The Convert
eBook - ePub

The Convert

Danai Gurira

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  1. 112 pages
  2. English
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eBook - ePub

The Convert

Danai Gurira

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About This Book

A young Shona girl escapes an arranged marriage by converting to Christianity, becoming a servant and student to an African Evangelical. As anti-European sentiments spread throughout the native population, she is forced to choose between her family's traditions and her newfound faith.

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Information

Publisher
Oberon Books
Year
2017
ISBN
9781786820716
Edition
1
ACT ONE
SCENE ONE
A YOUNG MAN and THE GIRL run down the street, perhaps from the back of the house, the YOUNG MAN holding THE GIRL’s hand. They are moving at record speed. Both look about cautiously, THE GIRL marvels at her surroundings, at times pausing to take something in and exclaiming.
THE GIRL: (While snapping her fingers in amazement. At those moments the YOUNG MAN urges her to keep moving.) ‘Eeeeeey!!!’
YOUNG MAN: ‘Kasika! Kasika kani!’
They reach the house and disappear behind the back. MAI TAMBA bustles into the room, she is a stout Muzezuru woman in her late fifties, dressed in a threadbare housekeeper’s uniform, complete with apron and cap, she has eyes that can never drink up too much detail. She ushers in her charge, the YOUNG MAN in tow, talking rapidly to him and to a girl of about sixteen, traditionally dressed in a nhembe (a goat skin skirt) and very modest beads only partially concealing her breasts. She is barefoot. THE GIRL has an unavoidable keenness and resolve in her eye. She looks around the room nervously.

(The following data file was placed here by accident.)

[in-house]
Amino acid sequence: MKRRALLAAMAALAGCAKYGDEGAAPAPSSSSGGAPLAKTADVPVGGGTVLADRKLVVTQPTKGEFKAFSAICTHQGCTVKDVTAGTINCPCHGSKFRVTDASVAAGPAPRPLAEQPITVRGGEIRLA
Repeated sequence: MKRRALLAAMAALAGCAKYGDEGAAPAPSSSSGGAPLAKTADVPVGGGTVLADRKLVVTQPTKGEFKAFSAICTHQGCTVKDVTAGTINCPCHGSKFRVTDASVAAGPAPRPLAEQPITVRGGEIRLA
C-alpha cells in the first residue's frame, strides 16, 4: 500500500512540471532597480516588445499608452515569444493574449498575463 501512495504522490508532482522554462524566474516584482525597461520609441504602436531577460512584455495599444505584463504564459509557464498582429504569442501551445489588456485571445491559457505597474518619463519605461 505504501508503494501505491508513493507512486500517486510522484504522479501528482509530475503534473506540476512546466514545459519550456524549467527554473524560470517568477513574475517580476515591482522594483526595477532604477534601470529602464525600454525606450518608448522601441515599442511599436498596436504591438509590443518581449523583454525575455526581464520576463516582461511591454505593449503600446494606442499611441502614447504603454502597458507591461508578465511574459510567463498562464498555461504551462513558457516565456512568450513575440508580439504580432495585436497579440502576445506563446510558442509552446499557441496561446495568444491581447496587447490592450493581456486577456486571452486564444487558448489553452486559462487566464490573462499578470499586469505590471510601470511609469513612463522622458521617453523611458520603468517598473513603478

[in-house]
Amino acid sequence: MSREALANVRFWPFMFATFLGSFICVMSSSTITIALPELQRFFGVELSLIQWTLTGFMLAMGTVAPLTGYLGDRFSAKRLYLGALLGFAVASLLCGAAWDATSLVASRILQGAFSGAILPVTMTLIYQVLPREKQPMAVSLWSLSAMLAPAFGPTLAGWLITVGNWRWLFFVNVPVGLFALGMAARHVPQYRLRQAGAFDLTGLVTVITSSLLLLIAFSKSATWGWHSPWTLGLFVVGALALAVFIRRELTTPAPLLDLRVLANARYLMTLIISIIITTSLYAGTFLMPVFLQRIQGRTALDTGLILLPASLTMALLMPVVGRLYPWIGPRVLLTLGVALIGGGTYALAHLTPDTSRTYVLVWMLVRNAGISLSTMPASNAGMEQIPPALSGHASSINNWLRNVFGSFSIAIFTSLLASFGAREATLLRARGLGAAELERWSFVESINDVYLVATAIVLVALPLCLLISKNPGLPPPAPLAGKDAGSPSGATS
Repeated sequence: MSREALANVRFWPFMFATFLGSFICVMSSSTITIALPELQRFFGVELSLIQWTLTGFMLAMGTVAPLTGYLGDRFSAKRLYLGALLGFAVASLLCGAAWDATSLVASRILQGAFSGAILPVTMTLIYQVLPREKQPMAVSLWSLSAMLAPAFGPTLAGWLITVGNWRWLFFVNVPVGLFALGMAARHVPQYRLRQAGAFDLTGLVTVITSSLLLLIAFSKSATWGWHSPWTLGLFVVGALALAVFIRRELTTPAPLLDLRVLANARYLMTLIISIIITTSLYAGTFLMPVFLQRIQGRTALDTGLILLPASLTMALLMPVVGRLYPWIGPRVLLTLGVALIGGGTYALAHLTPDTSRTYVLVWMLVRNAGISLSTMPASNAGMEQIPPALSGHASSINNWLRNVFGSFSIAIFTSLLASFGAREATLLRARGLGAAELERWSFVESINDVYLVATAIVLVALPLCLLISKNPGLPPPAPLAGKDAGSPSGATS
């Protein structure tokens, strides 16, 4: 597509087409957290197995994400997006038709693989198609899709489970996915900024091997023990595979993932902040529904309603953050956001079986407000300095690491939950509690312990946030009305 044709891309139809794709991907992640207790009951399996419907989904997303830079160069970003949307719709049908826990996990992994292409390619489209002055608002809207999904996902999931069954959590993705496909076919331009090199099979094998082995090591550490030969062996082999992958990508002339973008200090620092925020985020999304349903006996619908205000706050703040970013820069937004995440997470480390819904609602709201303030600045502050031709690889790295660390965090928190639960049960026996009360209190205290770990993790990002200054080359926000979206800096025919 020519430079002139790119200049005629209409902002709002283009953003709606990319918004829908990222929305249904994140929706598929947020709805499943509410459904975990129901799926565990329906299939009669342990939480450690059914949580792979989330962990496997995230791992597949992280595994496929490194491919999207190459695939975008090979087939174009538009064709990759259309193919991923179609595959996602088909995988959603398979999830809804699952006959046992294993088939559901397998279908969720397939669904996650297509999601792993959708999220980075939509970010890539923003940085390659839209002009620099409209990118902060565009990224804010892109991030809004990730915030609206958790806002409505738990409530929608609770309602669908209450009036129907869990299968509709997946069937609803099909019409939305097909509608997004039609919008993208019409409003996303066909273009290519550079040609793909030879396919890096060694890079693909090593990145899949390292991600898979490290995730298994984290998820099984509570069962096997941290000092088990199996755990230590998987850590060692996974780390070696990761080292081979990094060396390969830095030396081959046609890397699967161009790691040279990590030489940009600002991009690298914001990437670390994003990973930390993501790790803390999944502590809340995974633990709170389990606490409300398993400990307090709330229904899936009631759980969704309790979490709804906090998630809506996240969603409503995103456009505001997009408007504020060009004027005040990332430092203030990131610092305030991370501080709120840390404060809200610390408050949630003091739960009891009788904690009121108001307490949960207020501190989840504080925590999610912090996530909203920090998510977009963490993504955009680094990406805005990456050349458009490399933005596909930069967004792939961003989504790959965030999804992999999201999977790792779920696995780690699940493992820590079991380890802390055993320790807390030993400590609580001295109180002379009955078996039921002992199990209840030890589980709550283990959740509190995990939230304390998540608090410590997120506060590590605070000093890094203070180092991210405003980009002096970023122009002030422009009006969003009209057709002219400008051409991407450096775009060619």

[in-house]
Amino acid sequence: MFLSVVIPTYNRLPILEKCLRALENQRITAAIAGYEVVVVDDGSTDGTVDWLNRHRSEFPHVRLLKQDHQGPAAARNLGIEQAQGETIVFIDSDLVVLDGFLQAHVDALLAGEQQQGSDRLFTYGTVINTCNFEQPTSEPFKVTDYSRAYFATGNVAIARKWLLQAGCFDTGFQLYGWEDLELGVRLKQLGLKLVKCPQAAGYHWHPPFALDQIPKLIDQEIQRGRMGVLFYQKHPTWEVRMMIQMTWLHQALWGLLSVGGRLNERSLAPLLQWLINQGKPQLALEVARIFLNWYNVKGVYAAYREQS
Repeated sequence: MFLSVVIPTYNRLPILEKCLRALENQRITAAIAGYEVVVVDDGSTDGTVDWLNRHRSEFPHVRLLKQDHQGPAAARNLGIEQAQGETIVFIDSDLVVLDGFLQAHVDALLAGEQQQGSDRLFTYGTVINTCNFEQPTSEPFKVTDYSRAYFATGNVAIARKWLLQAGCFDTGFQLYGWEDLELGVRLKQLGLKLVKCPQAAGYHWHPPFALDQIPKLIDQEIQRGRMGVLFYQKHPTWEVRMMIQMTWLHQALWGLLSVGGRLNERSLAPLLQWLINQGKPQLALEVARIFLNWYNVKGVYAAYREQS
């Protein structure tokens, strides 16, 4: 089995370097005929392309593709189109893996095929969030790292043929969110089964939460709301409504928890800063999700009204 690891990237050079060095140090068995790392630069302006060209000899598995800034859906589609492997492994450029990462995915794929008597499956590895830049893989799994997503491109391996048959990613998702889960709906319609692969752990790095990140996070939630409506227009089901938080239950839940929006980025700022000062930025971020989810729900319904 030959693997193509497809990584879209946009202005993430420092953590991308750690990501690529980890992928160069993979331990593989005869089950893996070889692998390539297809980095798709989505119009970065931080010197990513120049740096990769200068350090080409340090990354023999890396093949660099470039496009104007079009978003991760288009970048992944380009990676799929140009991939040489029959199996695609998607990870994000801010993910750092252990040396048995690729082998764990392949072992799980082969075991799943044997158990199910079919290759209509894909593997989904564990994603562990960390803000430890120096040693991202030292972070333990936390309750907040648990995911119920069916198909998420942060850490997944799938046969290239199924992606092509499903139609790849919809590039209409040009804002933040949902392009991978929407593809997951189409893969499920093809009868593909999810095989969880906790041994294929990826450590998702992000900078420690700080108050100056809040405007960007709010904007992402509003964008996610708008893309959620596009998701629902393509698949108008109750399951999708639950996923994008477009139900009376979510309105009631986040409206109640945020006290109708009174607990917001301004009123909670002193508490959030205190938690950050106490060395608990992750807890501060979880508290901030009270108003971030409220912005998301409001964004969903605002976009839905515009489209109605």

MAI TAMBA: (Rushing them in. In Shona.) Kurumidza, Kurumidza! Babamn’ini varikupi? [Come, come quickly! Where is Uncle?]
YOUNG MAN: Vaenda kudhorobha. [He goes towards town center.]
MAI TAMBA: Enda ovachingamidza! Usamira mira! [EYYY! GO and meet them as they come! Do something!] (The YOUNG MAN rushes back out of the house.) Maiwee! (To THE GIRL.) Huuya ndikupfekedze, azviite kutiMasta vakuone wakadaro. [I have to find some clothes for you, this Master cannot see you like this.]
THE GIRL: Hindava? [Why?]
MAI TAMBA: Kwete Mibvunzo! Chimira panapa. [Don’t ask stupid questions! Wait here.]
MAI TAMBA exits. THE GIRL scans the room, she marvels at every part of it, it is obvious she has never been in such an enclosure before. She touches the chaise, and pulls her hand back in shock, surprised at the soft texture of the upholstery, exclaiming, ‘Eeeeey!’; she rubs the smooth cement floor with her bare feet; confused by its consistency she sinks to the floor, sitting in a manner typical of a young Muzezuru girl, legs bent to one side, feet neatly tucked under her posterior, back inexplicably straight. Slowly as if in fear that someone was watching, she leans her face towards the ground and sniffs the floor; not smelling the cow dung texture she thought all floors comprised, she verbally expresses her confusion.
THE GIRL: Eh eh?
She touches the floor almost sensually with her hand. MAI TAMBA bustles back in the room.
MAI TAMBA: Urikuitei pasi?! Simuka! Kurumidza! [What are you doing on the floor, get up! Hurry up!] Chipfeka hembe iyi! [Go put this on!]
She has a shabby dress, obviously many sizes too large for THE GIRL. THE GIRL stares at it in confusion.
THE GIRL: Eeeeeey! Chii ichocho? [What is that?]